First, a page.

Burma's hardline vice-president Tin Aung Myint Oo quits as reforms gather pace

 

A former leading general close to Burma's former dictator Than Shwe has reportedly given up his position in the Burmese government amid talk of a battle between reformers and hardliners.

Burmese media said that Tin Aung Myint Oo one of the country's two vice-presidents, submitted his resignation on 3 May. The reports said the 61-year-old had cited health concerns for his decision, after returning from Singapore for medical treatment.

But whatever health concerns he may have, the announcement, carried by the Burmese language service of Voice of America, has followed weeks of speculation about plans by President Thein Sein to carry out a reshuffle of senior officials. Last month, the Financial Times reported that Tin Aung Myint Oo was among the most high-ranking officials expected to lose his job.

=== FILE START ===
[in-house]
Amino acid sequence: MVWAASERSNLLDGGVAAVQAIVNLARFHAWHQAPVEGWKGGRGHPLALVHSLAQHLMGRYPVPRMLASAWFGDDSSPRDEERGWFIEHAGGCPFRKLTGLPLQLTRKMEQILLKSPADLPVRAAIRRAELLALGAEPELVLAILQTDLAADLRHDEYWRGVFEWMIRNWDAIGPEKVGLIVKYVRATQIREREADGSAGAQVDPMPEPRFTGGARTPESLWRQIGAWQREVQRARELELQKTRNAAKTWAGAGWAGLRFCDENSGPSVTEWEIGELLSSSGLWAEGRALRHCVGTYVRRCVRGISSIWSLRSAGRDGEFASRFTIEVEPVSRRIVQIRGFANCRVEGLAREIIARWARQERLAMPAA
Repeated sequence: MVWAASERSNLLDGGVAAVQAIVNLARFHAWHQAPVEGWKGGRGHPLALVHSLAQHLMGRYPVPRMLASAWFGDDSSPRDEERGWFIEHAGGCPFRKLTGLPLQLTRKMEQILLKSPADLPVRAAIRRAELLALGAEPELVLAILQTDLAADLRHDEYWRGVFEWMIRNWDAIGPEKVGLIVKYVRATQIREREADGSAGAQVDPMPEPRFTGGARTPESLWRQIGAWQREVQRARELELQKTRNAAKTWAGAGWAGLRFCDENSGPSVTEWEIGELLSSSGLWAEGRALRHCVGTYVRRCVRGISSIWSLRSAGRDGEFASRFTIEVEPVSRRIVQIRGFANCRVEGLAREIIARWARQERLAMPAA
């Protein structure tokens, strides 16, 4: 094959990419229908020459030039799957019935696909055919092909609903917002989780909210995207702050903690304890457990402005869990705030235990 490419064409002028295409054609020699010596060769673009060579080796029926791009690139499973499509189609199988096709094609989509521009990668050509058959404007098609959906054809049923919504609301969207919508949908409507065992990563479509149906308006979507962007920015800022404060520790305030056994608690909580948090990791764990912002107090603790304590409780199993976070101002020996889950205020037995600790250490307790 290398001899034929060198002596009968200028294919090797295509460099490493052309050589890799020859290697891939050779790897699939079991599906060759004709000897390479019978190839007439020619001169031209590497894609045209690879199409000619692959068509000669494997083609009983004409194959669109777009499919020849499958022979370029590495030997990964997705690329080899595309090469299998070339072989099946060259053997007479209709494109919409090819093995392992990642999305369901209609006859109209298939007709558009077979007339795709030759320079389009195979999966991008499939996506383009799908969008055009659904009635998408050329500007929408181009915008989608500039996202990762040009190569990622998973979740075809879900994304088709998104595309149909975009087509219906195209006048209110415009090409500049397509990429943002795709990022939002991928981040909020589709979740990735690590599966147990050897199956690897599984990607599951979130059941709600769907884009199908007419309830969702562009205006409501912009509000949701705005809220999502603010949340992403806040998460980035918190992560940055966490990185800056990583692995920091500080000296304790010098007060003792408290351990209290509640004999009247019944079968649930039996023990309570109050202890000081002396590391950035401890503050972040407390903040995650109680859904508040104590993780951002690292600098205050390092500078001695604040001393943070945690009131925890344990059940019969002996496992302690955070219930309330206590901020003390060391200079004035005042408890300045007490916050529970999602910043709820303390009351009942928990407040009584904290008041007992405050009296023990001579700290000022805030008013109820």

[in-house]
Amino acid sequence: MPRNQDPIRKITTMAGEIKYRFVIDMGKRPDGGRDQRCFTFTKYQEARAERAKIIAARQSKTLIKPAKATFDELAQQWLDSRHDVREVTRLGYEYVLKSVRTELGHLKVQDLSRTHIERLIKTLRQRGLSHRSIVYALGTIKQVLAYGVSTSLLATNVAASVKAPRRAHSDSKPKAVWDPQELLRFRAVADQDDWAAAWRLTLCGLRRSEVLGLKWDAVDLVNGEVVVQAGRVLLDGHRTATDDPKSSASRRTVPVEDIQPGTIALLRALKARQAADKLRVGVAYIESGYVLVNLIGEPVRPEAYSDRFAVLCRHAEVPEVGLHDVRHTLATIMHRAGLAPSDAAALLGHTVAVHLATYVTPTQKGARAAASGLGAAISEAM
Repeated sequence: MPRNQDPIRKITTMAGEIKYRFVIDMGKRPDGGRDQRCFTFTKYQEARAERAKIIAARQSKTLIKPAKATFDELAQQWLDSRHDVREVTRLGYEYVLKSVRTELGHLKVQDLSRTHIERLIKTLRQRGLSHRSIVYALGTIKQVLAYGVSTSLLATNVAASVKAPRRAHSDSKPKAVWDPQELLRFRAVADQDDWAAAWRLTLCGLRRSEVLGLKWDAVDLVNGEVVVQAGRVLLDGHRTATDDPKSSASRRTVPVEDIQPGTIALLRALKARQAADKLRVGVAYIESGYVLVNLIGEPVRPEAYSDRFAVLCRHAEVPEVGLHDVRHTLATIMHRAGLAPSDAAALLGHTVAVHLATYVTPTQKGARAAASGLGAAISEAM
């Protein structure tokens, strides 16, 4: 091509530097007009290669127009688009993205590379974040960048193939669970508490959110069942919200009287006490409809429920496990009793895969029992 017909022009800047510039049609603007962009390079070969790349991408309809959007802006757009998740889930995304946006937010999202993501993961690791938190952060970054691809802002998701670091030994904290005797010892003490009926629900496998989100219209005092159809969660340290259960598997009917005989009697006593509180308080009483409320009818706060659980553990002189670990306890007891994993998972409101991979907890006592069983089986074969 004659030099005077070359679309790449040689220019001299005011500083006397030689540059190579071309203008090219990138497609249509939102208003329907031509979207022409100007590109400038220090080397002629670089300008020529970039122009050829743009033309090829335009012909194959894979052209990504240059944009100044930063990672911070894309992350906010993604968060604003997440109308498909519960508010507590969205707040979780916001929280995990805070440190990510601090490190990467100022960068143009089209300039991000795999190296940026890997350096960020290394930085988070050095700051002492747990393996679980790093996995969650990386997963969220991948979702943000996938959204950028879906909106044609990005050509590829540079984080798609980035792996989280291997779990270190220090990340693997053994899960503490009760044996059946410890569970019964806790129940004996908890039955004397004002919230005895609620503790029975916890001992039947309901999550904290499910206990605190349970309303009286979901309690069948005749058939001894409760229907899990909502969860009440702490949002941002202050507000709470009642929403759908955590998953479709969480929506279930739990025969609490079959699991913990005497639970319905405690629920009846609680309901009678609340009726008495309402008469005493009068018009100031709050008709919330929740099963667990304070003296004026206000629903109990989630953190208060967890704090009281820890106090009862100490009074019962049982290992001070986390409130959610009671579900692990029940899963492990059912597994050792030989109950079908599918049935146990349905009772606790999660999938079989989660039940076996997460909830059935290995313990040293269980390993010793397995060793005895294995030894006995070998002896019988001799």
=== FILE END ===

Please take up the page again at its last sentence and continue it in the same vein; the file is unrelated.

The development will be seen by many as another reformist move by Thein Sein as he seeks to court the West and develop business ties and diplomatic ties after decades of estrangement.

Tin Aung Myint Oo, a former four-star general, was considered a leader among hardliners in the year-old military-backed government that replaced the various juntas which ruled the country since 1962. Although both he and Thein Sein were close to Than Shwe, Tin Aung Myint Oo and Thein Sein did not reportedly agree on a number of issues.

Tin Aung Myint Oo graduated from the Defence Services Academy in 1970, becoming north-eastern military commander near the Chinese border late 1990s. He was subsequently promoted to Secretary-1 of the former junta in 1997, a year when the army rounded up hundreds of pro-democracy activists in Aung San Suu Kyi's National League for Democracy to prevent them from attending a party congress.

Following by-elections last month, Ms Suu Kyi and 42 other members of her party last week took their seats in parliament despite disagreements over the the oath they were required to swear.

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